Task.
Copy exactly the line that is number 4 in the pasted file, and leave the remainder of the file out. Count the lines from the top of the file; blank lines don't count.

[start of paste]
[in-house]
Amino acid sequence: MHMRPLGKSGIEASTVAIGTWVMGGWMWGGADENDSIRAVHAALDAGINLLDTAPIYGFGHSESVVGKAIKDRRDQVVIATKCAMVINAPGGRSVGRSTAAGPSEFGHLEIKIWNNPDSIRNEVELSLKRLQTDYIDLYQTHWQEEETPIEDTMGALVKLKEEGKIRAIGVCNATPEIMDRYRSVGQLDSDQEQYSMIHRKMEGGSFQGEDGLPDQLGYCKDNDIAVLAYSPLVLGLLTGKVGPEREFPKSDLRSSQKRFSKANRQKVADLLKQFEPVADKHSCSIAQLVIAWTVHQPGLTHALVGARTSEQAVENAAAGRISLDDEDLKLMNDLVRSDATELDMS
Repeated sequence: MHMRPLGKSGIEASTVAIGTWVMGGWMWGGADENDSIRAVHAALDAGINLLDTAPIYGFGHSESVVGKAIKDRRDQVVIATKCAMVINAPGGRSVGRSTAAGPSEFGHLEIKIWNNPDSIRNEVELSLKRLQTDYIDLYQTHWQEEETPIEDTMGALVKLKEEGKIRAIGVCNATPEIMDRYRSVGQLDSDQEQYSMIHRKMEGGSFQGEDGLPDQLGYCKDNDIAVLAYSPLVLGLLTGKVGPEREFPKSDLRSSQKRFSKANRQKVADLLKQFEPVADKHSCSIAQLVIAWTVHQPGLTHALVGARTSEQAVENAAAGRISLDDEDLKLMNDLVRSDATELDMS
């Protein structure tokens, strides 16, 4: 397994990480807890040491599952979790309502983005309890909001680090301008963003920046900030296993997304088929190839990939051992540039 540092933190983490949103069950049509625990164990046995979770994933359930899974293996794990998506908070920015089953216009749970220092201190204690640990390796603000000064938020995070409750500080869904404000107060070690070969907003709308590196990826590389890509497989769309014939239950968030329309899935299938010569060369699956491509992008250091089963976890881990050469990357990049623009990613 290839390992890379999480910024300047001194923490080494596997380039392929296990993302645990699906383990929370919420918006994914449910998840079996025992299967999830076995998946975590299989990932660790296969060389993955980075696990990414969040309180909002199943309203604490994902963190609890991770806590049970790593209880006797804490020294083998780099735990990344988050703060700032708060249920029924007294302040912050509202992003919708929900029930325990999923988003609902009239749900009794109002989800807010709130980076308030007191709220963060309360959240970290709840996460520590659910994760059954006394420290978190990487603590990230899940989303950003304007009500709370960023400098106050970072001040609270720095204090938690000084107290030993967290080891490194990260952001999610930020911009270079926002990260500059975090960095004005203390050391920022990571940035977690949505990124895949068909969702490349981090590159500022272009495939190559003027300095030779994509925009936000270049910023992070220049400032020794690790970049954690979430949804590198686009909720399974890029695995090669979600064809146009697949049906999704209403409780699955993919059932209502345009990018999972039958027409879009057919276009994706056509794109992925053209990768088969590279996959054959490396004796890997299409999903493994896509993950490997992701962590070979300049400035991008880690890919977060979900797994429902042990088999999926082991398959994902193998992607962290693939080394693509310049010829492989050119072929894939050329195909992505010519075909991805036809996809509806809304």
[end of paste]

């Protein structure tokens, strides 16, 4: 397994990480807890040491599952979790309502983005309890909001680090301008963003920046900030296993997304088929190839990939051992540039 540092933190983490949103069950049509625990164990046995979770994933359930899974293996794990998506908070920015089953216009749970220092201190204690640990390796603000000064938020995070409750500080869904404000107060070690070969907003709308590196990826590389890509497989769309014939239950968030329309899935299938010569060369699956491509992008250091089963976890881990050469990357990049623009990613 290839390992890379999480910024300047001194923490080494596997380039392929296990993302645990699906383990929370919420918006994914449910998840079996025992299967999830076995998946975590299989990932660790296969060389993955980075696990990414969040309180909002199943309203604490994902963190609890991770806590049970790593209880006797804490020294083998780099735990990344988050703060700032708060249920029924007294302040912050509202992003919708929900029930325990999923988003609902009239749900009794109002989800807010709130980076308030007191709220963060309360959240970290709840996460520590659910994760059954006394420290978190990487603590990230899940989303950003304007009500709370960023400098106050970072001040609270720095204090938690000084107290030993967290080891490194990260952001999610930020911009270079926002990260500059975090960095004005203390050391920022990571940035977690949505990124895949068909969702490349981090590159500022272009495939190559003027300095030779994509925009936000270049910023992070220049400032020794690790970049954690979430949804590198686009909720399974890029695995090669979600064809146009697949049906999704209403409780699955993919059932209502345009990018999972039958027409879009057919276009994706056509794109992925053209990768088969590279996959054959490396004796890997299409999903493994896509993950490997992701962590070979300049400035991008880690890919977060979900797994429902042990088999999926082991398959994902193998992607962290693939080394693509310049010829492989050119072929894939050329195909992505010519075909991805036809996809509806809304």